NYPD to update polices on dealing with LGBT community
by Brendan McGrath
Jun 20, 2012 | 791 views | 0 0 comments | 14 14 recommendations | email to a friend | print
The NYPD is reforming its rule book to address the rights of transgender New Yorkers.

At the City Council’s LGBT Pride event on Tuesday, June 12, it was announced that the patrol guide that the police use will undergo changes regarding the treatment of transgender and gender non-conforming individuals, according to a City council press release.

“The NYPD’s new Patrol Guide makes it clear that all people must be treated with respect,” said Speaker Christine Quinn. “I applaud Commissioner Kelly for working closely with the City Council and the LGBT community to create respectful, inclusive guidelines that are appropriate for transgender New Yorkers.”

The council’s event, which was held at Cooper Union and emceed by Whoopi Goldberg, honored the members of the NYPD LGBT Advisory Panel for their work in pushing the reforms forward.

The guidelines that the advisory panel has helped implement will affect the way police officers are instructed to treat transgender individuals, and has support from the transgender community.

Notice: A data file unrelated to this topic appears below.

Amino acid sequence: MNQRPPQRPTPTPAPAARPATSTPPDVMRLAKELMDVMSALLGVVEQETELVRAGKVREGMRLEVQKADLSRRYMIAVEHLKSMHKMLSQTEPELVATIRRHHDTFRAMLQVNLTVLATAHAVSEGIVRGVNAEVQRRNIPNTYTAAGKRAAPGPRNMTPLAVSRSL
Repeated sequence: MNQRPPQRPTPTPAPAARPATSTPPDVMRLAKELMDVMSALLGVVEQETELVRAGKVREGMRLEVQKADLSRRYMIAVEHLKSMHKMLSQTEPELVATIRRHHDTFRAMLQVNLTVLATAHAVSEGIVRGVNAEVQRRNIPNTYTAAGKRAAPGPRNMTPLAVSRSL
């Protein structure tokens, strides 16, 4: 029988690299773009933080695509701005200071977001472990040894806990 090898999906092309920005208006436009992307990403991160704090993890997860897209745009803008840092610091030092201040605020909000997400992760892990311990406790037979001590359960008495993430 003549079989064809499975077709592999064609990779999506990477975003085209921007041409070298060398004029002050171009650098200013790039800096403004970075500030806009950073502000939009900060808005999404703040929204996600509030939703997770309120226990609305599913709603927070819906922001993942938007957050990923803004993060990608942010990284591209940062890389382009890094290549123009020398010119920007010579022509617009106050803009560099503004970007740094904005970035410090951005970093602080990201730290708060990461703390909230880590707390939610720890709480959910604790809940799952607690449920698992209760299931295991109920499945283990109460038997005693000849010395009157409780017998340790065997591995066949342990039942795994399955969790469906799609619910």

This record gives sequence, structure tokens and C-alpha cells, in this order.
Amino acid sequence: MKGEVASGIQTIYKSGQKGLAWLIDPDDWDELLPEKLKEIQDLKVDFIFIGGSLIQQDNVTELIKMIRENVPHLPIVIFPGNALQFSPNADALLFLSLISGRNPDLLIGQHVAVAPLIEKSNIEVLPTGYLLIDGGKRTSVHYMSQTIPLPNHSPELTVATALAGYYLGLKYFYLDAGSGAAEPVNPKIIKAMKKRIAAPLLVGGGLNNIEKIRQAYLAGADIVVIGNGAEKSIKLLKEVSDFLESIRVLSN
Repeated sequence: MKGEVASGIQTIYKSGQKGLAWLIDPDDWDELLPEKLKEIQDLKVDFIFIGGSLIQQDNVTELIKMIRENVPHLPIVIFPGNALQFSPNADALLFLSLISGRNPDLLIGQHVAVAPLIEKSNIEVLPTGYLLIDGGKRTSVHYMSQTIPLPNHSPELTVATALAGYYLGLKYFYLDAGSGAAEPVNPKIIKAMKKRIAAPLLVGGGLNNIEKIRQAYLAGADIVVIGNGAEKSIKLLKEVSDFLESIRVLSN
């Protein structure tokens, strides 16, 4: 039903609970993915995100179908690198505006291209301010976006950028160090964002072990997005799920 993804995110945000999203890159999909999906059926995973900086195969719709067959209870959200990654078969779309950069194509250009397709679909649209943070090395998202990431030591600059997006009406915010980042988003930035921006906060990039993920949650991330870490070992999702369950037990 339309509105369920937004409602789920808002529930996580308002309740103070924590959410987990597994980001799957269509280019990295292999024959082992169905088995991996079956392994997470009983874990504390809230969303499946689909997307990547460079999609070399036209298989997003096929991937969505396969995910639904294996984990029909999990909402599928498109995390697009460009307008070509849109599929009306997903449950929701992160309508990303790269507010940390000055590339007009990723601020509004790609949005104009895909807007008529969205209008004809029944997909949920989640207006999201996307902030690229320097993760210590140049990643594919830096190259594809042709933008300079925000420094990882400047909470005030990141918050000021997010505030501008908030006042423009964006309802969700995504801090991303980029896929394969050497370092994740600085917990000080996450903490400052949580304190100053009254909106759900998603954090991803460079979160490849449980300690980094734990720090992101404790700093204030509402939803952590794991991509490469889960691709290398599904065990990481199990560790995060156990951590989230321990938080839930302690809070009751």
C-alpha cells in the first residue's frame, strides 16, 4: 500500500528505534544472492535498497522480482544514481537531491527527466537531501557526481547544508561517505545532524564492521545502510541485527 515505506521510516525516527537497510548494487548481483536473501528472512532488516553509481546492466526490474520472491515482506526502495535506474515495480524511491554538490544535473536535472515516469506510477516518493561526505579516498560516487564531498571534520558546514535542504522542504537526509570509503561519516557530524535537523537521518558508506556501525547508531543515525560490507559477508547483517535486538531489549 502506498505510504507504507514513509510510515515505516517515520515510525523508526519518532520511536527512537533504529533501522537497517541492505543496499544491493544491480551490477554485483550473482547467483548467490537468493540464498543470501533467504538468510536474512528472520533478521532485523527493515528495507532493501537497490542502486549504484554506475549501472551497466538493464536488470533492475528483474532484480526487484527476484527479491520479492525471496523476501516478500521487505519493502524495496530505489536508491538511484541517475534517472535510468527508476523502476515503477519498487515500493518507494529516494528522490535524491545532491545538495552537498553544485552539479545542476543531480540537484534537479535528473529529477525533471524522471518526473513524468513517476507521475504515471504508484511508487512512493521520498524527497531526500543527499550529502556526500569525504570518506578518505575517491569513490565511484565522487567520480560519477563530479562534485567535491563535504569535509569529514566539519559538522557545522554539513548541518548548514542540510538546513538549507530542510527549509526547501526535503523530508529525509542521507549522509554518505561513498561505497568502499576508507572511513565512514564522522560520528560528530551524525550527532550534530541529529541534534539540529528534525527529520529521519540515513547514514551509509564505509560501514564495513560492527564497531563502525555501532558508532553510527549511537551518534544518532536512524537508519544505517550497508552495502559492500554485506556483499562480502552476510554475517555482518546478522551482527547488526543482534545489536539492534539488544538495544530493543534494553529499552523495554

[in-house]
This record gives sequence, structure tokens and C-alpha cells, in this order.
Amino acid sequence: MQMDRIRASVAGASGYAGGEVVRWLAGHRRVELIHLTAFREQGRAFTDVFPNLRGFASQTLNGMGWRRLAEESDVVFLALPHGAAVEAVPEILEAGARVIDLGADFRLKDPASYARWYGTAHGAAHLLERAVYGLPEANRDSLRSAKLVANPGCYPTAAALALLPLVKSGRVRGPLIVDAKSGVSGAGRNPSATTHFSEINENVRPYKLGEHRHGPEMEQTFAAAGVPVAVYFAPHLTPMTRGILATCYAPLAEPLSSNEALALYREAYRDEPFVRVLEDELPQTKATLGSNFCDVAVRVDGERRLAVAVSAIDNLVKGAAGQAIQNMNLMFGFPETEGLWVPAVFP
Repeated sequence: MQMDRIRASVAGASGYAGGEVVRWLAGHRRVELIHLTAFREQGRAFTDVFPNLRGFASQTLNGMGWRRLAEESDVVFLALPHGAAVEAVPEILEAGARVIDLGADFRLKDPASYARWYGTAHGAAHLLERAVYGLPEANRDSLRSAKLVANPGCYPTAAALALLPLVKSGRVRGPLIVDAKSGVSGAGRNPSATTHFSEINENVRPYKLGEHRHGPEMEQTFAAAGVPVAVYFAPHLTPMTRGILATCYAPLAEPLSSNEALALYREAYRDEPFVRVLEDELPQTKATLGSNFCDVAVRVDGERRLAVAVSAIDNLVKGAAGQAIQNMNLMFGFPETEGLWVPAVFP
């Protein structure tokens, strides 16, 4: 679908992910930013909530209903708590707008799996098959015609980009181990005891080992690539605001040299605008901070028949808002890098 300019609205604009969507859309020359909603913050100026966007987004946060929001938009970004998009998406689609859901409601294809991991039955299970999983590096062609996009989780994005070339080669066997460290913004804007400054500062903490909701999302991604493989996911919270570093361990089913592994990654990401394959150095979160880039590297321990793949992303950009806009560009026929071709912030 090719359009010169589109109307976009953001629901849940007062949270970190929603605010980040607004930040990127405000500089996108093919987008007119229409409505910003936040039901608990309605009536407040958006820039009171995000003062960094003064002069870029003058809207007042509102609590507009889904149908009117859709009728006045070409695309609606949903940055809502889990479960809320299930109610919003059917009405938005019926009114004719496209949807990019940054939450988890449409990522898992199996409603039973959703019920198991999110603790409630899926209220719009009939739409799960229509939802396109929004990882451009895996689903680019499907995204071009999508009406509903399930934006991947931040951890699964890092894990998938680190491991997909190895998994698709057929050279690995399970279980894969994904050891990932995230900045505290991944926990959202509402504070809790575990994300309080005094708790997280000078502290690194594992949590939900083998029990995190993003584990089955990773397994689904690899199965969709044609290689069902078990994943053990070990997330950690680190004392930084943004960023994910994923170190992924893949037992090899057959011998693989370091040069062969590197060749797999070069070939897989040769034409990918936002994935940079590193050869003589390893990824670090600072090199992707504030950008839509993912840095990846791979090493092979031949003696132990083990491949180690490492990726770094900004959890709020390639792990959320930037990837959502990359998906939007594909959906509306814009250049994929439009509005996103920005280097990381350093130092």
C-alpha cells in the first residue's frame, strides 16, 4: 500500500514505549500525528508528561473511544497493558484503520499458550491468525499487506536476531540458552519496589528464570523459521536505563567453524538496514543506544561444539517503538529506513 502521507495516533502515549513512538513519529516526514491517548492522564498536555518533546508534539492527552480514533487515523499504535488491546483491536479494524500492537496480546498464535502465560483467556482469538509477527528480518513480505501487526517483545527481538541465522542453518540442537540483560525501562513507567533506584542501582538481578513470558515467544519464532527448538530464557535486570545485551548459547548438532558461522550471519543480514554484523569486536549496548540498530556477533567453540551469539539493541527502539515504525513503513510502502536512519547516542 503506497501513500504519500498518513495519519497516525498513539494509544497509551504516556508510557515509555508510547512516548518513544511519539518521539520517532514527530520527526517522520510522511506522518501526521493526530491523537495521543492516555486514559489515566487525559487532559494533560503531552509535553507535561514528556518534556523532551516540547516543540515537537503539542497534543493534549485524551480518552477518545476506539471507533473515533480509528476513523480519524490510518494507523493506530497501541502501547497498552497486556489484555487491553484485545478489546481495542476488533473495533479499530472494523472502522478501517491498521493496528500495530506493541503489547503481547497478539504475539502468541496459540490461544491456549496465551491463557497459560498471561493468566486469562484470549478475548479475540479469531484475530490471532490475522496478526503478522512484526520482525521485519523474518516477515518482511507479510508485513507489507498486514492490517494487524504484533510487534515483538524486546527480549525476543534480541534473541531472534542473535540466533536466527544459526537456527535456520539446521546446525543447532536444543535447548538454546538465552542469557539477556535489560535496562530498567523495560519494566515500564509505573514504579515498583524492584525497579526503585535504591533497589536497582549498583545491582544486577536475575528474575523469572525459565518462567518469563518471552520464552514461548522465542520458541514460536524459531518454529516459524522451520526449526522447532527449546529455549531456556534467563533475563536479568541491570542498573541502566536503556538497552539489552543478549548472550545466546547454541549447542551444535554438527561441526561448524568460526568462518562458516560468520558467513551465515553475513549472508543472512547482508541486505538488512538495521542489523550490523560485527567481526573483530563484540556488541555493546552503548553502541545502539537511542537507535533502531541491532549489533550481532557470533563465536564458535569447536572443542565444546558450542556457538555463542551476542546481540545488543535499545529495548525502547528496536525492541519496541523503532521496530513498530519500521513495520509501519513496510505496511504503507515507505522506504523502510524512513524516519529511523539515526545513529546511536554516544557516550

"The changes to the Patrol Guide are significant,” NYPD Commissioner Ray Kelly. “Senior members of my staff worked closely with representatives from the LGBT community to draft these changes."

The New York Civil Liberties Union (NYCLU) detailed the major changes that will be made to the patrol guide on their Web site. They focus heavily on three areas: the way that police officers address transgender New Yorkers, the procedures for searching them, and the protocol for housing them.

Police, in addition to being required to address transgender individuals respectfully and refrain from using slurs that mock their gender identity, are now also instructed to address them by their preferred name and pronoun.

Searches may no longer be performed to determine an individual’s gender, and the person being searched may request that the search is performed by an officer of their preferred gender.

Finally, individuals who are being held by police should be housed in sex-segregated cells according to their preferred gender, not the gender of their birth.

If this is determined to be unsafe, then they will be considered “special category prisoners” and should not be left handcuffed to “rails, bars, or chairs for an unreasonable period of time,” according to NYCLU.

“Having the largest police force in the country, these changes to the police guide are excellent,” said Erin Drinkwater, executive director of the Brooklyn Community Pride Center. “It demands [transgender New Yorkers] are treated with respect.”

Drinkwater, while acknowledging that changing the patrol guide will not guarantee that the issues between the NYPD and the LGBT community are solved, is optimistic.

“Last year, there were a number of instances of transgender individuals not being treated with the respect they deserve,” Drinkwater said. “Having it in the manual provides for the NYPD to hold the officers accountable for their behavior.”

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